Rapid growth, persistent losses
While technology and the business community worked around the weekend, DevOps company GitLab filed a release request. Before we start our free time, we need to take a break, digest the company’s S-1 file and draw some initial conclusions.
GitLab competes with GitHub, which Microsoft bought for $ 7.5 billion in 2018.
The company stands out for its long-standing, remote-first stance, and for being more public with its metrics than most unicorns – for a while, GitLab had an IPO target on November 18, 2020 in its public plans, to take an example. We also knew when it crossed the $ 100 million recurring revenue threshold.
Considering GitLab’s more recent results, a declining operating loss over the past two quarters is good news for the company.
The company’s IPO was therefore long overdue. In its last main transaction, GitLab raised $ 286 million for a post-currency valuation of $ 2.75 billion, per Pitchbook data. The same news source also notes that GitLab executed a secondary trade earlier this year worth $ 195 million, which earned the company a valuation of $ 6 billion.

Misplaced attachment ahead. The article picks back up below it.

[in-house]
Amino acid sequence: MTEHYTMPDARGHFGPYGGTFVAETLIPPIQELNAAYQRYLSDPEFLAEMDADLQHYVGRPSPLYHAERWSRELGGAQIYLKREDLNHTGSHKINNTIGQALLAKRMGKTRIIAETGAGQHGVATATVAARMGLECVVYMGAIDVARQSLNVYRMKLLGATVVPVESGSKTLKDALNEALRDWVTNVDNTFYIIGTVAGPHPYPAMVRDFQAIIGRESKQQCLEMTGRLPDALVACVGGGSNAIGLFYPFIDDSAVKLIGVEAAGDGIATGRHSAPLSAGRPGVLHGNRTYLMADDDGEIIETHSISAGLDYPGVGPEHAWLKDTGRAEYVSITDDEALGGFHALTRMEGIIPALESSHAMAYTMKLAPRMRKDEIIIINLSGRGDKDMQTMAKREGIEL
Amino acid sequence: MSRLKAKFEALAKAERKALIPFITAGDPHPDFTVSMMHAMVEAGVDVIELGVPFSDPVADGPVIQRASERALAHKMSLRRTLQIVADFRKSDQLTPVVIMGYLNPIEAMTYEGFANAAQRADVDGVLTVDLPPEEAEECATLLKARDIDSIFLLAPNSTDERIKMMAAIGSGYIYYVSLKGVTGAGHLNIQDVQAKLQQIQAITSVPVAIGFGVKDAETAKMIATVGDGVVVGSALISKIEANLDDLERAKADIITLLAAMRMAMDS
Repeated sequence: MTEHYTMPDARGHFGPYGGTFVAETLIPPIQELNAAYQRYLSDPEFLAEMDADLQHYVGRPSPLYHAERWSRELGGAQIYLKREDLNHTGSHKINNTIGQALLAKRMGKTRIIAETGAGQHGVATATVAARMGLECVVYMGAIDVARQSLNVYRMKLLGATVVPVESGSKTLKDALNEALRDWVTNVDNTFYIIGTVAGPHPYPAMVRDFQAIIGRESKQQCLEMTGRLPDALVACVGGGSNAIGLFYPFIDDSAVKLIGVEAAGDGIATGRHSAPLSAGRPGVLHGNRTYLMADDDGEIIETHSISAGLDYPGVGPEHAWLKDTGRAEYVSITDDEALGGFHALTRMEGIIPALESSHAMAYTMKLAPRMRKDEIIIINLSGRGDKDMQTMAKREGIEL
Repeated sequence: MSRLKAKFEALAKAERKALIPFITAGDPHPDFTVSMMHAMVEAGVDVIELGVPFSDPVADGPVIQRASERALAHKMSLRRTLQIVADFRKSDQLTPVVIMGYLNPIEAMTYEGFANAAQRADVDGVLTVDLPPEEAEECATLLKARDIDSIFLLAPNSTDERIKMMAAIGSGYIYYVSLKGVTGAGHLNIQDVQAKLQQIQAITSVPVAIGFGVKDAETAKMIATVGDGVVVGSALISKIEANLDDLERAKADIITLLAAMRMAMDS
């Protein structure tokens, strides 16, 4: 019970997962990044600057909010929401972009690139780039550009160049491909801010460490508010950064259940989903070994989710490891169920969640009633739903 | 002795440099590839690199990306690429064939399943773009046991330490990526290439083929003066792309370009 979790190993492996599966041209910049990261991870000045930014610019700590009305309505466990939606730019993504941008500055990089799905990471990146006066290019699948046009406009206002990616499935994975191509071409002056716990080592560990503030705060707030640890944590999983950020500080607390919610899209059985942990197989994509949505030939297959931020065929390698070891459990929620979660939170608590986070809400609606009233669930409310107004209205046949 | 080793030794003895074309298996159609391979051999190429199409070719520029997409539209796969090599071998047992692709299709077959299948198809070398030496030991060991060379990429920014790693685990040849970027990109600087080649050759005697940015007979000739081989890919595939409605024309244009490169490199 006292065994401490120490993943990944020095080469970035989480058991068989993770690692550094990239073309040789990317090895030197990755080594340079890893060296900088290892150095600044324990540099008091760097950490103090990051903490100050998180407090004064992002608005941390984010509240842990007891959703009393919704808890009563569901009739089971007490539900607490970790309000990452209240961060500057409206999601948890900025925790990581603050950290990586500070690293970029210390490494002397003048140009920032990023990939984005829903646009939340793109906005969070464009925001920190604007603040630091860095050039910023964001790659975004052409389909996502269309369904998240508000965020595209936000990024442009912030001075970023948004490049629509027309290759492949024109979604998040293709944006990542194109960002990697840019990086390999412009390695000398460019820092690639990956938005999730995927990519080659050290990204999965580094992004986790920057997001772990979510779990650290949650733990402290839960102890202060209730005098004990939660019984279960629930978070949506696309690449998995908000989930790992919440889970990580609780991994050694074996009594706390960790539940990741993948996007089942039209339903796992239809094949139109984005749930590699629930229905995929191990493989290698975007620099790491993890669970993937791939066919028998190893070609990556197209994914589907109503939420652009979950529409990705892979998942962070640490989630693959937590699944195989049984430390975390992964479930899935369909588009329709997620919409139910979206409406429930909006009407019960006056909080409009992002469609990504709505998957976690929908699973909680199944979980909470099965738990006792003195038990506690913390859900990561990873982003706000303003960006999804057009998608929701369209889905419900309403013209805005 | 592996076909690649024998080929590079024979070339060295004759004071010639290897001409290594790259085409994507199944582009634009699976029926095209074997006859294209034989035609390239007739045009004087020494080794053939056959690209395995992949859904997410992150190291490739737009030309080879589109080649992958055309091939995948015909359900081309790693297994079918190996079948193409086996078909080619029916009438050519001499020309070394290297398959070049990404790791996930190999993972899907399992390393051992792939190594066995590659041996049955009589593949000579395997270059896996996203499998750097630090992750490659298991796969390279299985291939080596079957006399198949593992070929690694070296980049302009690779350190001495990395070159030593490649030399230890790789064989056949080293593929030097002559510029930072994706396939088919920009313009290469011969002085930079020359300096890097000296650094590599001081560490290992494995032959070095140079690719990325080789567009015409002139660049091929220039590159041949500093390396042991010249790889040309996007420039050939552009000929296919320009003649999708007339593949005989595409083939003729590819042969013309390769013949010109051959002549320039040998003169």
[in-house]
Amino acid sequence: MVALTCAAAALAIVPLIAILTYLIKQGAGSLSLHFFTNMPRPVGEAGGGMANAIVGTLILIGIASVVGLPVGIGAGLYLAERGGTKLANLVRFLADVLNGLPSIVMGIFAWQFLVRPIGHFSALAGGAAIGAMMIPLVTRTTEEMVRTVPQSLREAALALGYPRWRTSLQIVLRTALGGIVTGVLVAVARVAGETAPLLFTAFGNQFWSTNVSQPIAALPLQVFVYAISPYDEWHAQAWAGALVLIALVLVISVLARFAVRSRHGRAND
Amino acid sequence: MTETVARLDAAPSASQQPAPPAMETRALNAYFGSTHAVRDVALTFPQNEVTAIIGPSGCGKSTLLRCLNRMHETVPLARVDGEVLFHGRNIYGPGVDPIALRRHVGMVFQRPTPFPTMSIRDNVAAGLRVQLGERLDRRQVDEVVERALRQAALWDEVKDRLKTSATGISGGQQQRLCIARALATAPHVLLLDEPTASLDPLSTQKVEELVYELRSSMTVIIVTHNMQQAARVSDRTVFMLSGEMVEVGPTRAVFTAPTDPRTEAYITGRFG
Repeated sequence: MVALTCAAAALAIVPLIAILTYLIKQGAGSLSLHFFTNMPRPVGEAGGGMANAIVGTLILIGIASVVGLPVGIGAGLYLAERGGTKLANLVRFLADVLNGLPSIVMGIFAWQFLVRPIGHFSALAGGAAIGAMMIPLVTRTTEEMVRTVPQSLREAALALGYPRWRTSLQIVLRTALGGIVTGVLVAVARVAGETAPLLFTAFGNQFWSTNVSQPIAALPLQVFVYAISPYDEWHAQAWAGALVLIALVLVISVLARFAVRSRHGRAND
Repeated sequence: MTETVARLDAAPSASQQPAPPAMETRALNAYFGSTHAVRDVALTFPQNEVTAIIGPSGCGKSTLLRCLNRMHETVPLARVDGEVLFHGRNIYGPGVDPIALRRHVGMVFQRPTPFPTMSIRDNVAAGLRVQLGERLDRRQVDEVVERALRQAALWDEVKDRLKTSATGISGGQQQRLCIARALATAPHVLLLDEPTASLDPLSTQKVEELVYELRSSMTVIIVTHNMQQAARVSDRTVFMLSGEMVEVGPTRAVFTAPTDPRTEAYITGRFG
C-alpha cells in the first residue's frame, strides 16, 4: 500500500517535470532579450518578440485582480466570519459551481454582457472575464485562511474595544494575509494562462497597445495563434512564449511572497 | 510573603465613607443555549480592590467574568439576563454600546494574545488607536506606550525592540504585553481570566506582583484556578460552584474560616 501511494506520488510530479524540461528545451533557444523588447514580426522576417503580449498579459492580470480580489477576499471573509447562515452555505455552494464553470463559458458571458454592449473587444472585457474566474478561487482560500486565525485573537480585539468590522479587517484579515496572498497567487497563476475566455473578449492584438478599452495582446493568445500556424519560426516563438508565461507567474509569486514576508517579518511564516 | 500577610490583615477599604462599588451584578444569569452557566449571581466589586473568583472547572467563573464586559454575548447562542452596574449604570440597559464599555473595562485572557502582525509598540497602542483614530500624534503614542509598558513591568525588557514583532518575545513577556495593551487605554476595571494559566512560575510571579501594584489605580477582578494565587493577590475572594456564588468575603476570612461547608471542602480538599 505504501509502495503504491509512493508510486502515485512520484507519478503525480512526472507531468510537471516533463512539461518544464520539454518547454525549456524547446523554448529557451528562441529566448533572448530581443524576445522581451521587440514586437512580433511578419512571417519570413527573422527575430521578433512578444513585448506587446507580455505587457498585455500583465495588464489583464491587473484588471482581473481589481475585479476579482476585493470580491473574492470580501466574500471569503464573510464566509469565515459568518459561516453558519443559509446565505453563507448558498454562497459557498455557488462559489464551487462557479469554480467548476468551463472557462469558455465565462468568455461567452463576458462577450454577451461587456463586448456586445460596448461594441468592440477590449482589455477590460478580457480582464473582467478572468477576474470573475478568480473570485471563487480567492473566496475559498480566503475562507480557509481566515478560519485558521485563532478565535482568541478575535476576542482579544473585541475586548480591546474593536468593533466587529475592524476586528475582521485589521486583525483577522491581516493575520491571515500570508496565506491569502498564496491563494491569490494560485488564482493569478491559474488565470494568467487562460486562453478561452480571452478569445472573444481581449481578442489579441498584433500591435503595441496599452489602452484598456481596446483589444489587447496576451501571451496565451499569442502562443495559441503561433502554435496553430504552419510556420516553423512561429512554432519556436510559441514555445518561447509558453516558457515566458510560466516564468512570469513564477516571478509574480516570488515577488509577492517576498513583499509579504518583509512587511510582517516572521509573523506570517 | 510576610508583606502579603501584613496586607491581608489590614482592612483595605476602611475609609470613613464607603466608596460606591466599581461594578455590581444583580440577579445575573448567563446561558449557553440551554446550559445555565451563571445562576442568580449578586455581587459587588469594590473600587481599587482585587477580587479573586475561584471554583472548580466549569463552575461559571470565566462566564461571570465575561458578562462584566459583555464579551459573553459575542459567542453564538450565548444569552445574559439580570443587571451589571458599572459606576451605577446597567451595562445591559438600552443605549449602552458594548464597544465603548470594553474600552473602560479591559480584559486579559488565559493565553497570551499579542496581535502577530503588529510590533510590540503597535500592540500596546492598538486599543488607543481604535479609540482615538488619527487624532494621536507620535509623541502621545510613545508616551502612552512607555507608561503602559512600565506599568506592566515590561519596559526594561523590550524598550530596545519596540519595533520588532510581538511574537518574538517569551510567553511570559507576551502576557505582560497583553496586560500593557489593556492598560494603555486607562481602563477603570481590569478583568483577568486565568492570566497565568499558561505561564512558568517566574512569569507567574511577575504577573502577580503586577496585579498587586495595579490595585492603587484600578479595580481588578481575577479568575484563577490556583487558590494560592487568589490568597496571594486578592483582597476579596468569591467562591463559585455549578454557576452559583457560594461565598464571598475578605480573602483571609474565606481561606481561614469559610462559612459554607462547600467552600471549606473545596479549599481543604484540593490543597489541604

Let’s analyze GitLab’s growth rate, its final pre-IPO scale, its SaaS metrics, and then ask if we think it can exceed its most recent price in the private market. It sounds good ? Let’s dance.
The GitLab S-1
GitLab intends to appear on Nasdaq under the symbol “GTLB”. Its IPO filing lists an estimated increase of $ 100 million, although that figure will change when the company sets an initial price range for its shares. Its fiscal year ends on January 31, which means its quarters are one month behind traditional calendar periods.
Let’s start with the big numbers.
In its fiscal year ended January 2020, GitLab recorded revenue of $ 81.2 million, gross profit of $ 71.9 million, operating loss of $ 128.4 million and net loss slightly higher of $ 130.7 million.
And in the year ended Jan.31, 2021, GitLab’s revenue grew by around 87% to $ 152.2 million from the previous year. The company’s gross profit increased about 86% to $ 133.7 million, and operating loss widened nearly 67% to $ 213.9 million. His net loss totaled $ 192.2 million.
This paints the picture of a rapidly growing, large-scale SaaS business, with gross margins essentially flat (88%). Growth hasn’t been cheap either – GitLab has spent more on sales and marketing than it generated gross margin in the past two years.